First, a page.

Helpful Resources

Supporting Young People at Home. Webinar Series 2020.
Coping with and Supporting a family member with BDD. 2019 Conference
Recognising and Supporting Young People in Educational Settings. 2020 Webinar Series.
Children and Adolescents. 2015 Conference.

Looking after yourself

It is important to recognise that as well as having a profound effect on the young person, BDD can also have a big impact on parents and others who care for them. Therefore, it is key that you take the time to look after yourself and make sure you have support in place. This might include things like speaking to individuals in our outside of your family or accessing professional support from a therapist.

Support groups for parents of BDD sufferers are available- see our ‘Support Groups’ section to find out more. Making time for yourself and accessing support is crucial as by doing so, you are not only looking after your own wellbeing, but you are also putting yourself in the best position to support your child. It’s just like the oxygen mask on plane analogy- you need to put it on yourself before you can help others.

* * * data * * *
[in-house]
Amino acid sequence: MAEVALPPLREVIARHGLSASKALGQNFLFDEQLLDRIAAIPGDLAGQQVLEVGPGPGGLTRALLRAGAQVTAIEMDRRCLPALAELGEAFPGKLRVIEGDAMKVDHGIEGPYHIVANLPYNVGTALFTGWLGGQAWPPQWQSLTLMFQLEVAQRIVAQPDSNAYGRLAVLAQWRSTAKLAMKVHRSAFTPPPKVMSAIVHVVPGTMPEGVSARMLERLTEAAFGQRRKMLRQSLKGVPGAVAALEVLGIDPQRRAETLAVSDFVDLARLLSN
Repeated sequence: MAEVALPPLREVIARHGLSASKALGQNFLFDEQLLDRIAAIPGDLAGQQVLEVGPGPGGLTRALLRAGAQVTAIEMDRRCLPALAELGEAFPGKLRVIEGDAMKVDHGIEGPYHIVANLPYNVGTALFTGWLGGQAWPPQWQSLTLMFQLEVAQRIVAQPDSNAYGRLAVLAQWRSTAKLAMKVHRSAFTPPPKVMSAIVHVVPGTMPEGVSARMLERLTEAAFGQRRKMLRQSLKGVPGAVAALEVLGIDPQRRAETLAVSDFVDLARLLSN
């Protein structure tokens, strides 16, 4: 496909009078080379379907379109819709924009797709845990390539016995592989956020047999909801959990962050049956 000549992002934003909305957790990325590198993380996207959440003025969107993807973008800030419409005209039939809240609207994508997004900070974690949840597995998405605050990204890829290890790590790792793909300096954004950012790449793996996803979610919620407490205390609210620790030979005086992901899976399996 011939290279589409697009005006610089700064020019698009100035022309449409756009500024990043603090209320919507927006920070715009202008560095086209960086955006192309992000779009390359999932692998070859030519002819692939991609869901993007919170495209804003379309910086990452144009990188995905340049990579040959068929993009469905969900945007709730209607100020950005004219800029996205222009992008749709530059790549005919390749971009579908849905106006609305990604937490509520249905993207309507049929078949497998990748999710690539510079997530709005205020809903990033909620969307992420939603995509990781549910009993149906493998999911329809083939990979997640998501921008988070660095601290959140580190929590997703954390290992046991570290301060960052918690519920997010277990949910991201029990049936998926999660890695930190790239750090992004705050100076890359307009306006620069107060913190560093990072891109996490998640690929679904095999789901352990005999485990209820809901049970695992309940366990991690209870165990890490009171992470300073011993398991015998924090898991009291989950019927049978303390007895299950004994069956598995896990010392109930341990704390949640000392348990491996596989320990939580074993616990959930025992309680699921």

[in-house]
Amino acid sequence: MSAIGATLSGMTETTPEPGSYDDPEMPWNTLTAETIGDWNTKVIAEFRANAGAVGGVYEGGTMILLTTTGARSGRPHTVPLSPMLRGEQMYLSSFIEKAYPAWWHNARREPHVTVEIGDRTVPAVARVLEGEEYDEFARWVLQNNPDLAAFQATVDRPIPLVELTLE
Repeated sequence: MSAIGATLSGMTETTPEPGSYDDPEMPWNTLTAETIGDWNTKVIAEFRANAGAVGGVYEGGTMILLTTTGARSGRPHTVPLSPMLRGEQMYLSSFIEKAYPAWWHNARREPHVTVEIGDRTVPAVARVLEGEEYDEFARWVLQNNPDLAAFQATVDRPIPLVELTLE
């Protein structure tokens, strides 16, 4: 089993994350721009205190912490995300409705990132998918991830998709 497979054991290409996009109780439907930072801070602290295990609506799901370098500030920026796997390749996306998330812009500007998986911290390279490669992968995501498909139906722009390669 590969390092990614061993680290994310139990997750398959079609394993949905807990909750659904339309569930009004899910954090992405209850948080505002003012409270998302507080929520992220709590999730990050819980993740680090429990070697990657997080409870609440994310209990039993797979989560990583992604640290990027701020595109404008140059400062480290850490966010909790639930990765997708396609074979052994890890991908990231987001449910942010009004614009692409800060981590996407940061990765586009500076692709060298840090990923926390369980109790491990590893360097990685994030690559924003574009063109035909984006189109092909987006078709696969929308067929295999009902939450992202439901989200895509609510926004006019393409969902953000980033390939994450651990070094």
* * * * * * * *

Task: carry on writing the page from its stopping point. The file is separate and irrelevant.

Supporting your child through CBT

If your child is offered CBT, there are things you can do to help support them through the process. Attending the first couple of sessions covering psychoeducation on BDD can be really helpful in developing a good understanding of the condition, how it works, along with strategies to overcome it. It might also offer further insight into your child’s BDD and give you chance to review this with their therapist.

Try to join at the end of every session so that you can be given an overview of what was covered in the session and know what homework tasks have been set for the week.

Alongside understanding and learning about BDD, parents are often involved in the treatment by having a coach or co-therapist role– this can include helping to carry out homework tasks and providing support and encouragement during treatment. Finally, we know that families can often be drawn into BDD in many different ways (e.g. providing reassurance, items for appearance-related rituals, facilitating avoidance etc.). These behaviours maintain the BDD worries and focus on appearance and therefore become important targets during treatment, it is really helpful for families to get guidance on what to do.